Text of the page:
Why does waste Separation at Source Initiative (SSI) did not fully commission in Malaysia? An exploratory preliminary study
The Separation at Source Initiative (SSI) was launched and became effective in September 2015 under the Solid Waste and Public Cleansing Management Act 2007 (Act 672). Malaysian households were required to participate by implementing waste separation at home, which fell under the classification of waste minimization and production goals. This qualitative research attempted to explore why the Separation at Source Initiative (SSI) did not fully commission in Malaysia. A content analysis approach was conducted to explore the obstacles and challenges of the citizen's participation in the SSI program in Klang Valley, Malaysia. Five individuals participated in this pilot study where data was collected using in-depth interviews. Several open-ended and probing questions were asked to elicit responses and experiences from the participants. Data collected was then analysed using Braun and Clarke’s thematic analysis, where units of meaning were identified from the participants’ responses. Creation of initial codes and categories were then developed and several themes had emerged from the data analysis process. Findings revealed that lack of enforcement, facilities, awareness and incentives as some of the barriers for participating in the SSI. Suggestions for better participation in SSI were also proposed to the rightful stakeholders in ensuring successful implementation of the program.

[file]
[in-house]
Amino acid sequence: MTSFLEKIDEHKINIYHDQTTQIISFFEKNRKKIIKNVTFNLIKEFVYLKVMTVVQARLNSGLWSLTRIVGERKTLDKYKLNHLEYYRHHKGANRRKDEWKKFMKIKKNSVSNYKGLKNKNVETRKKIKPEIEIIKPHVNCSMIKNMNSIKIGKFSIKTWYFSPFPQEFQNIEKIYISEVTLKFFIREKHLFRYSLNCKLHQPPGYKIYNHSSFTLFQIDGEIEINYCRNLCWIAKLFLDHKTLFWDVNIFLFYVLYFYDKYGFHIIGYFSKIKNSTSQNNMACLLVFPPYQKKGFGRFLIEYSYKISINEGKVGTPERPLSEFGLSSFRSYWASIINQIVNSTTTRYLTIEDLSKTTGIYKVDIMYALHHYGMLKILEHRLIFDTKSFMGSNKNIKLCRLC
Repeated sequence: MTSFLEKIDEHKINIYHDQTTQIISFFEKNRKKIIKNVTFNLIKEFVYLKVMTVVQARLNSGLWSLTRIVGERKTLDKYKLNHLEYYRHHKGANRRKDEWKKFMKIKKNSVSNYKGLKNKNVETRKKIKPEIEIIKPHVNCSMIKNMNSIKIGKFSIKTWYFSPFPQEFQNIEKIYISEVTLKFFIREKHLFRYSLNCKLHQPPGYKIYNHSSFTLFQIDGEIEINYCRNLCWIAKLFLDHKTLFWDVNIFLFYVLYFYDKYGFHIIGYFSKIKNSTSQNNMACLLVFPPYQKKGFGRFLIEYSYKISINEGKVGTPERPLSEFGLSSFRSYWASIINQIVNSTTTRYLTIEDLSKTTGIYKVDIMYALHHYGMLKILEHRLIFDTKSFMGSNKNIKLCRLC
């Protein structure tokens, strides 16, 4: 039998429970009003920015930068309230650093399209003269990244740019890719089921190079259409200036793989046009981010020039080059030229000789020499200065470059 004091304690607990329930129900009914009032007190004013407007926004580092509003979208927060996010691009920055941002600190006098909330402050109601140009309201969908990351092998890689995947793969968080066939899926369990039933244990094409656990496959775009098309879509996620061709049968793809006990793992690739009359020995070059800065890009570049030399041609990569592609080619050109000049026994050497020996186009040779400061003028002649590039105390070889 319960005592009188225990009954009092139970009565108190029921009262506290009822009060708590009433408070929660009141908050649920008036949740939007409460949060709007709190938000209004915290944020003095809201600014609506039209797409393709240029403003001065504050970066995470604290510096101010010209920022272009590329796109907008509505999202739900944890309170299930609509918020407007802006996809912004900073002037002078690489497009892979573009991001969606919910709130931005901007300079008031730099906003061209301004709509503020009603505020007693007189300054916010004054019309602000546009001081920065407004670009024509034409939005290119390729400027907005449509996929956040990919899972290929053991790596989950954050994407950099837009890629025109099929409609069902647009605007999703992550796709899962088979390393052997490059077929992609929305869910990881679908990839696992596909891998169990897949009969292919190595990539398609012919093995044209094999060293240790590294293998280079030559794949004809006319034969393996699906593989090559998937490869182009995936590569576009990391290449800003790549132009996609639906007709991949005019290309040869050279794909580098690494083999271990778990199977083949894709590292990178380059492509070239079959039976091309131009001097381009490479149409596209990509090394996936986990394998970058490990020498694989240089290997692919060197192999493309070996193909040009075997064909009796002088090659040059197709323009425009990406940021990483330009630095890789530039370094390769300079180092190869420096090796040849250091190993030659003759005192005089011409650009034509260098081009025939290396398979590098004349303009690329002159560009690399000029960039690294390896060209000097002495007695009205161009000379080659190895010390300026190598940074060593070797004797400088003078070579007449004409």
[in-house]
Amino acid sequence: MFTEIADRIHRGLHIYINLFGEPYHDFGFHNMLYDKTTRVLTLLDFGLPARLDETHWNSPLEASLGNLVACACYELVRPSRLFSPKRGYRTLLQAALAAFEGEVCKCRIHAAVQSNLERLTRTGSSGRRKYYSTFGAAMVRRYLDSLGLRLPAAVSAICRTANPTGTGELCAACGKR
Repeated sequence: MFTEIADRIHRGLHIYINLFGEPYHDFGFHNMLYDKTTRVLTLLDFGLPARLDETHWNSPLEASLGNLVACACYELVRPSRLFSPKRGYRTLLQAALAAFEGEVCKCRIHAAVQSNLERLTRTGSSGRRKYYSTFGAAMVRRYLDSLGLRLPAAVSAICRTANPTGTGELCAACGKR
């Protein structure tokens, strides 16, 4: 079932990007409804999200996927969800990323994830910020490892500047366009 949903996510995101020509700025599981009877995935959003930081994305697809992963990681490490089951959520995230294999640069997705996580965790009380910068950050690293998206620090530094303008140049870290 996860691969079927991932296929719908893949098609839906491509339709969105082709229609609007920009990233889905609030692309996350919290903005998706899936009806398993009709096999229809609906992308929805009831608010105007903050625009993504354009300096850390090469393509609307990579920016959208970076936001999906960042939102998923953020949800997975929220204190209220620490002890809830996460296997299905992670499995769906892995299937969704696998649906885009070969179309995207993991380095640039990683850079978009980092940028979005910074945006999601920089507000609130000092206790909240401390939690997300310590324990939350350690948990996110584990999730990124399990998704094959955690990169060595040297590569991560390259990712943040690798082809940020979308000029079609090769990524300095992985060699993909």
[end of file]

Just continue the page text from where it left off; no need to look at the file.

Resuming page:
Keywords: Separation at Source Initiative (SSI); waste minimization; waste management; Solid Waste Management (SWM); Municipal Solid Waste (MSW); Sustainable Development Goals (SDGs)
Reference to this paper should be made as follows: Razi, H. H. M., Roslly, K. A., Jurimi, S., & Sharkawi, S. (2022). Why does waste Separation at Source Initiative (SSI) did not fully commission in Malaysia? An exploratory preliminary study. Journal of Entrepreneurship, Business and Economics, 10(2), 86–109.
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